Over the past few weeks, I’ve shared some simple (but not simplistic) principles every manager needs to know. As a review, here are the first four:
1. Quit focusing on the outward appearance and concentrate on what’s on the inside.
2. Be a good listener.
3. Put Yourself in Your Employees’ Shoes
4. Be humble – nobody is good enough to be arrogant!
Each term when I begin the Intro to Management course I teach at a local university, I’ll ask my students to share stories about the worst manager they ever worked for. It never ceases to amaze me what kinds of behaviors they describe. Dilbert has nothing on these folks’ experiences. I do however see one specific behavior that pops up in every discussion: micromanagement.
I’m not even sure if this term is a real word or not but it might as well be. It’s a noun, a verb, and in some ways perhaps an expletive. I guess it means a manager who needs to double and triple check their subordinate’s process each step of the way. In other words, they can’t fully trust them to complete a task without having their stamp of approval at regular intervals.
Now before we beat these folks up, I guess we should attempt to discover why this happens. It could be they were burned in the past – after all, you can delegate authority, but never responsibility. It could be a part of their personality. Maybe they were mentored by a micromanager. But at some point, I think we need to examine the reason and break the cycle.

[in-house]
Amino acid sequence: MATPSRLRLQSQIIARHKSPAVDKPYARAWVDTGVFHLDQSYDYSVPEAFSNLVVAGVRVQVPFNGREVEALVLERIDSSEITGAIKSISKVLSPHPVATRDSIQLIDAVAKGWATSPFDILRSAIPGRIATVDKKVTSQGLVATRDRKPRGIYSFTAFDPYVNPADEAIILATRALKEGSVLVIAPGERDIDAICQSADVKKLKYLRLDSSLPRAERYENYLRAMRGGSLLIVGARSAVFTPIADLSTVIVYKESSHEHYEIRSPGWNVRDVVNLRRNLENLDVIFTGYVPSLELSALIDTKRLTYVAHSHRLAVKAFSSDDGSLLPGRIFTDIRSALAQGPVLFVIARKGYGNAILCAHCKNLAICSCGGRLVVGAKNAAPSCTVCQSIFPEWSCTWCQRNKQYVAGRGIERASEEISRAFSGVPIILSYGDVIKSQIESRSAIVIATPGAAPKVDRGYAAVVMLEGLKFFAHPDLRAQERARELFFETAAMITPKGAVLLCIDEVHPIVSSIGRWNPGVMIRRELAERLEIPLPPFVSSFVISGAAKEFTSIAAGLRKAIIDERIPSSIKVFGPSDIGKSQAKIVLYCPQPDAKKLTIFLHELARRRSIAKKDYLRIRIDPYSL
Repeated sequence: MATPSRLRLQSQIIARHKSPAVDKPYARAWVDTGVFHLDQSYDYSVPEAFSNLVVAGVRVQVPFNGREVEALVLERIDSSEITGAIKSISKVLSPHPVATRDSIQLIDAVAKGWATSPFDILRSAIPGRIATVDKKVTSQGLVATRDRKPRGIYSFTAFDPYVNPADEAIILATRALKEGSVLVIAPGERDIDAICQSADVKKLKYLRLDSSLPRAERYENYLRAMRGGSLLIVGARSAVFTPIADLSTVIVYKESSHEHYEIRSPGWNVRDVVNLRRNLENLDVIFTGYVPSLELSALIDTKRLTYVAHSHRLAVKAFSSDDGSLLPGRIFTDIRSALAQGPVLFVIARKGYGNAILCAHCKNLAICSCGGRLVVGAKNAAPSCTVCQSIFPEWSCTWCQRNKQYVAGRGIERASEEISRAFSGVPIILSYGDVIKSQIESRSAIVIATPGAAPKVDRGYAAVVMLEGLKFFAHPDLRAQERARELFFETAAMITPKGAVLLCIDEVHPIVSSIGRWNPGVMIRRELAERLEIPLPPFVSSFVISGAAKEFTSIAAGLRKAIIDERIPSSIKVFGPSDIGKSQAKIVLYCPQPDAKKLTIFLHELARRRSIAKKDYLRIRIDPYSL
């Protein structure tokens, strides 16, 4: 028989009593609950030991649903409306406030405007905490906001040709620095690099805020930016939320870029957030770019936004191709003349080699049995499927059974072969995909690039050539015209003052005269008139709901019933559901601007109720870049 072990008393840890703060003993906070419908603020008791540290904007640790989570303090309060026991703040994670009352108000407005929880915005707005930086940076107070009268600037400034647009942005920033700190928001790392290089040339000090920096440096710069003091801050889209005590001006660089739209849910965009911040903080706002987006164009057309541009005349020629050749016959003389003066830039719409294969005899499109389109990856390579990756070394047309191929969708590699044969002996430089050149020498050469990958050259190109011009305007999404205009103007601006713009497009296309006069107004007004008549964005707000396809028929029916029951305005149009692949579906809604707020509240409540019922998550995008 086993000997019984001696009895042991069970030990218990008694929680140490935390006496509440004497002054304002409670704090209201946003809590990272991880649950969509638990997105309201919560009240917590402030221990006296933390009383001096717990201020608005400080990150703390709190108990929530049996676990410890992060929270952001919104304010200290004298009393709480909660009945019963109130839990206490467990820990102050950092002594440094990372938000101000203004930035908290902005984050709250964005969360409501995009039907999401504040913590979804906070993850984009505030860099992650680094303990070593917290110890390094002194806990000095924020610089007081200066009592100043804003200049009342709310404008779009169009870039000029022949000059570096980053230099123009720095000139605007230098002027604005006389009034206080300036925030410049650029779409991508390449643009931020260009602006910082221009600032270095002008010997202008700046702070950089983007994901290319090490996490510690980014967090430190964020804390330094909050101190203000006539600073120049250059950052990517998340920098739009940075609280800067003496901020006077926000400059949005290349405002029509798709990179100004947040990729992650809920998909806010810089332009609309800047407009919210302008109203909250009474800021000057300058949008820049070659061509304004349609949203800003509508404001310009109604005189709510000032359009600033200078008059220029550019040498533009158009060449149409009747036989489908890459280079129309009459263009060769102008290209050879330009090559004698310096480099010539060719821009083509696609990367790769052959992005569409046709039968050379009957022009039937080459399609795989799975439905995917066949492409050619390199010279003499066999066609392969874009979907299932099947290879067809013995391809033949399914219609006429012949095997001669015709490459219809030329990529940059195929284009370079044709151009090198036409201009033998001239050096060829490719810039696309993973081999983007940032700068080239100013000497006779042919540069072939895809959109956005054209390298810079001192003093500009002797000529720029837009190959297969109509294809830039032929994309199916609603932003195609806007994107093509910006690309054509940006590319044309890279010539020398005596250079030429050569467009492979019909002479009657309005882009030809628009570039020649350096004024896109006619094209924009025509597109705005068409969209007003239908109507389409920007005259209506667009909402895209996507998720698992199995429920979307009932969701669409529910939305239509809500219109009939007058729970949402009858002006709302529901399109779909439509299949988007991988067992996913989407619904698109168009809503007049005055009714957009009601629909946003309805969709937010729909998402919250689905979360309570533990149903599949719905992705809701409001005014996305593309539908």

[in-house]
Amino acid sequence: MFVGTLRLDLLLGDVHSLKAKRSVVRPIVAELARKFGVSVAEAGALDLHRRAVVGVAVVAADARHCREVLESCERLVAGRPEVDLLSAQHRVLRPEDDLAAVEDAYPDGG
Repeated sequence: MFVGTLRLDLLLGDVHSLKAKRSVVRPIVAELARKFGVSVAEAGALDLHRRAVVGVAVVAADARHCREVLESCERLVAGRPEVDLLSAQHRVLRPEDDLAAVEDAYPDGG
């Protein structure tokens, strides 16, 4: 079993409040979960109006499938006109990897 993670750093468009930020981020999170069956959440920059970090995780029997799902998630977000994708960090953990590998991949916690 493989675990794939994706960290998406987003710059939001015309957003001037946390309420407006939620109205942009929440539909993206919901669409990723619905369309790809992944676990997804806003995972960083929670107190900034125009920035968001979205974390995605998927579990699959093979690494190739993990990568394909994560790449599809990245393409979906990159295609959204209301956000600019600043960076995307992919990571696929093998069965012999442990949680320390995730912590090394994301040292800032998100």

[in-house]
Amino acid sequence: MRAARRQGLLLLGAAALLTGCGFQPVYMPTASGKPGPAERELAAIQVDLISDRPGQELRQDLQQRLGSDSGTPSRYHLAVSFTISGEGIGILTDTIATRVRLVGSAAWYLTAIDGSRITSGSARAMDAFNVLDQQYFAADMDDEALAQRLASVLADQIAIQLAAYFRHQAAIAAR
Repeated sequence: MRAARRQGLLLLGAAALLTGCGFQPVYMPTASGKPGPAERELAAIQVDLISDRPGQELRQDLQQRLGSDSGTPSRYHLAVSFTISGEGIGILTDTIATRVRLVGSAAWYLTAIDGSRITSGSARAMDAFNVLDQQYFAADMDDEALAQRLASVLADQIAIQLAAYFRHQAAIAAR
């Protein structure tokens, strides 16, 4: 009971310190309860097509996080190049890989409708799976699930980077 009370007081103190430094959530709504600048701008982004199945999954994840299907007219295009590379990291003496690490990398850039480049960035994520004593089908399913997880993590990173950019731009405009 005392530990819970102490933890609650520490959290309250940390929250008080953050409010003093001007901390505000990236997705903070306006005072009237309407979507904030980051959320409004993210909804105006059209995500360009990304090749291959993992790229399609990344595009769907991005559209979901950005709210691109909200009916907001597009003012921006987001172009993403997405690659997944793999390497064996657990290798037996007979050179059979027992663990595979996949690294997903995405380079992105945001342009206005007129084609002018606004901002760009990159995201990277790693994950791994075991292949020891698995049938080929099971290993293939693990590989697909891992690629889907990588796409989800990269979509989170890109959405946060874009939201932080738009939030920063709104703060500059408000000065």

Did you know most employees are good workers who would probably forego a pay raise for just a little autonomy? All of us need to feel some sense of control. We’re all born with some natural skills and abilities and if we’re given a chance to use them to the best of OUR abilities, we’ll probably be able to grow. I’m convinced that there is really no such thing as a bad employee. If someone is not measuring up performance-wise, it might just be a bad fit with their skills. The answer is to MOVE THEM! Allow them to work within their skills sets (if possible) and then take your hands off and see how they perform. The best employees will only get better if you take this approach.So this week, think about what you can do to unleash the skills of your employees. Keep an eye on them of course, but give them a chance and you might be surprised how well they’ll do.